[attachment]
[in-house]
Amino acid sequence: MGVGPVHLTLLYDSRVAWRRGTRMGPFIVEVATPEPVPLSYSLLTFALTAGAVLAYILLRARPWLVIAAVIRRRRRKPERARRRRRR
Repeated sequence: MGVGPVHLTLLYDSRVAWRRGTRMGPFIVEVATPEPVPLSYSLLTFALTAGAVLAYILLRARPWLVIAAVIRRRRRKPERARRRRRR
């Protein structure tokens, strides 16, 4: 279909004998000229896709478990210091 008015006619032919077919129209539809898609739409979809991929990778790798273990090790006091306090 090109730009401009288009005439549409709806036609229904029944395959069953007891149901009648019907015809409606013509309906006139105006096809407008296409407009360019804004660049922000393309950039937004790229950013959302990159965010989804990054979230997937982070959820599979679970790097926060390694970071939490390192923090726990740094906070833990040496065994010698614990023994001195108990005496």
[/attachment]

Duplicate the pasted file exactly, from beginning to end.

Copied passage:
[in-house]
Amino acid sequence: MGVGPVHLTLLYDSRVAWRRGTRMGPFIVEVATPEPVPLSYSLLTFALTAGAVLAYILLRARPWLVIAAVIRRRRRKPERARRRRRR
Repeated sequence: MGVGPVHLTLLYDSRVAWRRGTRMGPFIVEVATPEPVPLSYSLLTFALTAGAVLAYILLRARPWLVIAAVIRRRRRKPERARRRRRR
């Protein structure tokens, strides 16, 4: 279909004998000229896709478990210091 008015006619032919077919129209539809898609739409979809991929990778790798273990090790006091306090 090109730009401009288009005439549409709806036609229904029944395959069953007891149901009648019907015809409606013509309906006139105006096809407008296409407009360019804004660049922000393309950039937004790229950013959302990159965010989804990054979230997937982070959820599979679970790097926060390694970071939490390192923090726990740094906070833990040496065994010698614990023994001195108990005496």